Affordable accommodation is not the only thing low-income ‘bachelors’ are concerned about these days. Finding a place with proper access to public transport is an equally big challenge for quite a few.

The situation is particularly distressing for all those living in city areas where demolitions are expected within the coming months.

The absence of direct bus services on many routes, it seems, has hit many of these people hard as they are unable to manage to travel in taxis frequently.

For example, a resident of a bustling city locality said he wanted to shift to a different neighbourhood but transportation could be an issue there due to “inadequate” bus services there. “I don’t know how long I can stay here. However, before shifting, I have to sort out the transportation issue,” he added.

A salon worker said he and his friends used to walk 4-5km after their work late in the evening as there were no bus services to their accommodation from Najma after 10pm. Now, they usually have managed to find an accommodation for the reason that area but at a much higher rent. “People like us cannot manage to board taxis always,” he said.

A majority of these low-income residents are prepared to relocate from their present accommodation in the center of Doha but are incapable of do so because of the steep boost in rents in the united states, including in places beyond city limits.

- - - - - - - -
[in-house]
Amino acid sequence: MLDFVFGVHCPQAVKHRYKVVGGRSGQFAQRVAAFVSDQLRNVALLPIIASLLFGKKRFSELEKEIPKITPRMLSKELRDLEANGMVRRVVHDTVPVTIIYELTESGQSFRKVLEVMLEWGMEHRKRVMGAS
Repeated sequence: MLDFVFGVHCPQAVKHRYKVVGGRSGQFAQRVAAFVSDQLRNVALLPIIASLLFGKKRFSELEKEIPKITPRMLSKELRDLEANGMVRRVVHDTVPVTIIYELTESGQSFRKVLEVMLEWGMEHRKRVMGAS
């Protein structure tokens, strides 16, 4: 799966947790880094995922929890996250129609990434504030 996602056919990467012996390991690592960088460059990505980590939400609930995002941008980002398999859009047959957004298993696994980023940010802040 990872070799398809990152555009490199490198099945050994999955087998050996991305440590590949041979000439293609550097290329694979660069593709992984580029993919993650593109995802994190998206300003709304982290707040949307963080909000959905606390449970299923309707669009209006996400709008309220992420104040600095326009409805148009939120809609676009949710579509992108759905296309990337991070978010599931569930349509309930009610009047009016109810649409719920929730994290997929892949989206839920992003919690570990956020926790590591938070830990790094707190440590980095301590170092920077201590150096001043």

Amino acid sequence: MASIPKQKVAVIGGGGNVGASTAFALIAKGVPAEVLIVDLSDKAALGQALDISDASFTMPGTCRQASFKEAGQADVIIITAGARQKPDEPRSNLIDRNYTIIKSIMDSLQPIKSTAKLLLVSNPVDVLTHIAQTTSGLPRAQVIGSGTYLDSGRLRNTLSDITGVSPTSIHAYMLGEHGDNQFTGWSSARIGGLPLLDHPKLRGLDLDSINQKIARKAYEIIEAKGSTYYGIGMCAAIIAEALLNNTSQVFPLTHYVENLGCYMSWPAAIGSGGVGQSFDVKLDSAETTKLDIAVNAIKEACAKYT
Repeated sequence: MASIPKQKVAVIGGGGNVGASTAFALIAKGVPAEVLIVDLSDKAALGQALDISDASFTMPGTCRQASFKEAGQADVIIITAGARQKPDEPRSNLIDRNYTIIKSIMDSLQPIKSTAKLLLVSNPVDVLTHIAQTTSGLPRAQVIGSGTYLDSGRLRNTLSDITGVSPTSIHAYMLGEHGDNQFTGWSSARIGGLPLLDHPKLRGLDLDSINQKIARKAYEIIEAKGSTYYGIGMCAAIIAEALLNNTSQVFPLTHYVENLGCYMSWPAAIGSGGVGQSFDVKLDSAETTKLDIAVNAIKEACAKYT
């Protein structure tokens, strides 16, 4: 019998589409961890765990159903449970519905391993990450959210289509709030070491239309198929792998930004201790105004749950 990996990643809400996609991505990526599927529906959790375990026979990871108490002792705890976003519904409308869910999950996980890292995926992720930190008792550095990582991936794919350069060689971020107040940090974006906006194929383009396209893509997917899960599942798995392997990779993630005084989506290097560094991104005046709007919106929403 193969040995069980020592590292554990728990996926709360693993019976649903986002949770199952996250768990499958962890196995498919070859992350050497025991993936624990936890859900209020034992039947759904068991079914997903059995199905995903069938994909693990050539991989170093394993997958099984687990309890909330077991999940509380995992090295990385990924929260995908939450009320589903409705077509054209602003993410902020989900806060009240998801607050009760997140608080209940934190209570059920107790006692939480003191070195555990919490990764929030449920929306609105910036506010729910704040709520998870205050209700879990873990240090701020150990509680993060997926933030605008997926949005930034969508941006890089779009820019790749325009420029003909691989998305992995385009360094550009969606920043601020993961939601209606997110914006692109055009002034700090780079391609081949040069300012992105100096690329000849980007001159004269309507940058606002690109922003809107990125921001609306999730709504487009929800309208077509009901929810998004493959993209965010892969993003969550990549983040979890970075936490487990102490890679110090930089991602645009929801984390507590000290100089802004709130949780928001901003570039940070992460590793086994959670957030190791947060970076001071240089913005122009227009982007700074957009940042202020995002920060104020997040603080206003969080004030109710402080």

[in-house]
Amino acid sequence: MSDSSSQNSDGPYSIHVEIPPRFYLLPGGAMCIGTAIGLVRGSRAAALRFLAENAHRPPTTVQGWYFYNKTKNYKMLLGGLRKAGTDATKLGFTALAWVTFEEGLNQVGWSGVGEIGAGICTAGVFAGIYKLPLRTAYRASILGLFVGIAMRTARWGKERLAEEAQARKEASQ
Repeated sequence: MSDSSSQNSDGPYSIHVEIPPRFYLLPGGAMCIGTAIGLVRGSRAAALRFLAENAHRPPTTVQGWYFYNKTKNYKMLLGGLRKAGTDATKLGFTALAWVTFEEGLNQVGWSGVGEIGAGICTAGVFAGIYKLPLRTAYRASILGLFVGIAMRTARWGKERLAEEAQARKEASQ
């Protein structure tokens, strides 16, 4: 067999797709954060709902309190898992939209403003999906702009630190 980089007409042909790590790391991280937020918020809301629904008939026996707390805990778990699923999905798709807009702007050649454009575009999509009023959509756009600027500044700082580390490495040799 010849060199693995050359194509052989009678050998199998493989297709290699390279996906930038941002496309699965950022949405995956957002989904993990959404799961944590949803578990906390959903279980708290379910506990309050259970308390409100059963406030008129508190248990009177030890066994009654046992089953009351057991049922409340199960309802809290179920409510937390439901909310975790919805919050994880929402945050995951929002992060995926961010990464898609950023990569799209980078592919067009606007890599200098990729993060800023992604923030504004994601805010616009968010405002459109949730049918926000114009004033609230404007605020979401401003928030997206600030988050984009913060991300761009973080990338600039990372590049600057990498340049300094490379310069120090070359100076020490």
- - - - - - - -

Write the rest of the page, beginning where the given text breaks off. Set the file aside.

Quite a few of these, it is understood, are given only a token amount as rent allowance by their employers and they are not in a position to spend on housing. “Even though we go outside city limits, our company is unable to find accommodation within our modest budget,” said a resident employed with a laundry in Umm Ghuwailina.

The worker said as a majority of their shop’s customers are from exactly the same neighbourhood, it is really not advisable for them to move farther from their present accommodation either. “Whenever we move to far-off locations, poor public transport connectivity will hit us hard,” he added.

Several other expatriates, including those located in areas such as Asmakh and Old Al Ghanim, are facing an equivalent predicament as they expect evacuations to be carried out in those places.

Meanwhile, many shopkeepers also seem conscious that they may not be able to relocate in the case of an evacuation in their areas due to the fact prevailing rents are beyond their capacity. Besides, the formalities that one has got to complete before moving to an alternative location are way too “time-consuming”, it is understood.

While no-one feels that the town doesn’t have sufficient retail spaces, affordability and public transport connectivity are major worries. “Just how can we rent out shops in localities that are not only expensive but have poorer trains and buses access,” said a shopkeeper in Umm Ghuwailina.